INTRODUCTION AND EPIDEMIOLOGY
Pulmonary embolism (PE) occurs when clotted blood enters the pulmonary arterial circulation. Most PEs result from deep vein thrombosis (DVT) in the legs, arms, or pelvis and occasionally from the jugular vein or inferior vena cava. The term venous thromboembolism (VTE) includes PE and DVT.
In the United States, approximately 200,000 people will have new or recurrent PE diagnosed each year, and twice that many will have DVT without confirmed PE.1 VTE collectively affects about 1 in 500 persons per year in North America, and about 1 in every 300 adult ED patients receive the diagnosis (Figure 56-1). The incidence of VTE increases with age, peaking at 1 in 100 per year at age 80. Based on autopsy data, PE is the second leading cause of sudden, unexpected, nontraumatic death in outpatients.2 The case fatality rate from PE depends on the hemodynamic severity of the PE, age, and comorbid conditions; the case fatality rate is 45% for PE with circulatory shock, but only about 4% to 5% of patients with PE have shock. In patients with hemodynamically stable PE who are less than 50 years old and without other comorbidities, the case fatality rate is 1%.3
Distribution of the frequency of clots diagnosed by emergency physicians by severity and location. Major refers to pulmonary embolism (PE) with hypotension, intermediate is PE with right ventricular dysfunction, and minor is small PE without hemodynamic effect. Distal deep vein thrombosis (DVT) refers to calf vein and saphenous vein thrombosis, and other sites include inferior vena cava, pelvic, jugular, ovarian, cerebral, and retinal veins.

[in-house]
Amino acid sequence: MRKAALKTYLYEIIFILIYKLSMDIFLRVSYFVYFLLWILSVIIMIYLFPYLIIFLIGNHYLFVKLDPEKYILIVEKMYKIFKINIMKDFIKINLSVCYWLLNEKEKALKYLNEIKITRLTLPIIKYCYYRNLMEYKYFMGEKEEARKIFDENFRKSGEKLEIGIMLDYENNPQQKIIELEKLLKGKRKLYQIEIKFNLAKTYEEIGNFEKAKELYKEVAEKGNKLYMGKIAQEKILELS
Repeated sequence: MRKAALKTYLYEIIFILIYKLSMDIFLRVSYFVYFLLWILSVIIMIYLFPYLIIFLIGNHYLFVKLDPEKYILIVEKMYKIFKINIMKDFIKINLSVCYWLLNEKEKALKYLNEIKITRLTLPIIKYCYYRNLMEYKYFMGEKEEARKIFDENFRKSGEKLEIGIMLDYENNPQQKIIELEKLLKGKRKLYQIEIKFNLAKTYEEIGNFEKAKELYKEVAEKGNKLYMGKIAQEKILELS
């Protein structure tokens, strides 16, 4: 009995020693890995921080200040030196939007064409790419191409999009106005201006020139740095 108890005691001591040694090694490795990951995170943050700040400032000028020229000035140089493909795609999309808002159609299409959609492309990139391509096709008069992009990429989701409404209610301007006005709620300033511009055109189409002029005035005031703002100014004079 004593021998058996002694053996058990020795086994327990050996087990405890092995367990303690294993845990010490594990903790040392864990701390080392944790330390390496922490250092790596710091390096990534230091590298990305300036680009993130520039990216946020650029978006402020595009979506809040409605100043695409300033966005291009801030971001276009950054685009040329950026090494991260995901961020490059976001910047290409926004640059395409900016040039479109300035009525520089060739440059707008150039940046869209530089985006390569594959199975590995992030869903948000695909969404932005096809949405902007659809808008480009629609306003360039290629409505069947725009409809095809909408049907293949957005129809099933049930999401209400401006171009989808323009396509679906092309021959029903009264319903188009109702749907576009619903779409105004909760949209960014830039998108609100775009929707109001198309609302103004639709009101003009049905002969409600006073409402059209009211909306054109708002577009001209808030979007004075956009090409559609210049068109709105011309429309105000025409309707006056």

Morbidity from DVT includes PE and the postthrombotic syndrome. The latter is manifested as chronic leg swelling and pain and occurs in about 20% of all ED patients with proximal DVT.4 Both DVT and PE present across a spectrum of severity, with recognition of minor forms of the disease, including distal PE (called subsegmental) and distal DVT, usually in the calf or saphenous veins.5
Blood clots occur when coagulation exceeds the removal by fibrinolysis. Thrombophilias are conditions that tip the balance of coagulation-fibrinolysis toward excessive clotting. Most guidelines categorize VTE as provoked (or secondary) or unprovoked (idiopathic).6 Provoked VTEs are acquired and often time-limited conditions, generally often following recent surgery, trauma, or any condition associated with limb or body immobility; active cancer is a VTE provoker that often persists. Other provoking factors generally include diseases or conditions that impede venous blood flow, infection, chronic disease, estrogen use, pregnancy or initial postpartum interval, and age >50 years (each year after 50 increases the risk). Unprovoked VTE patients have no known risk factors, suggesting an increased tendency to clot.
Most VTEs diagnosed in the ED are unprovoked.3,7...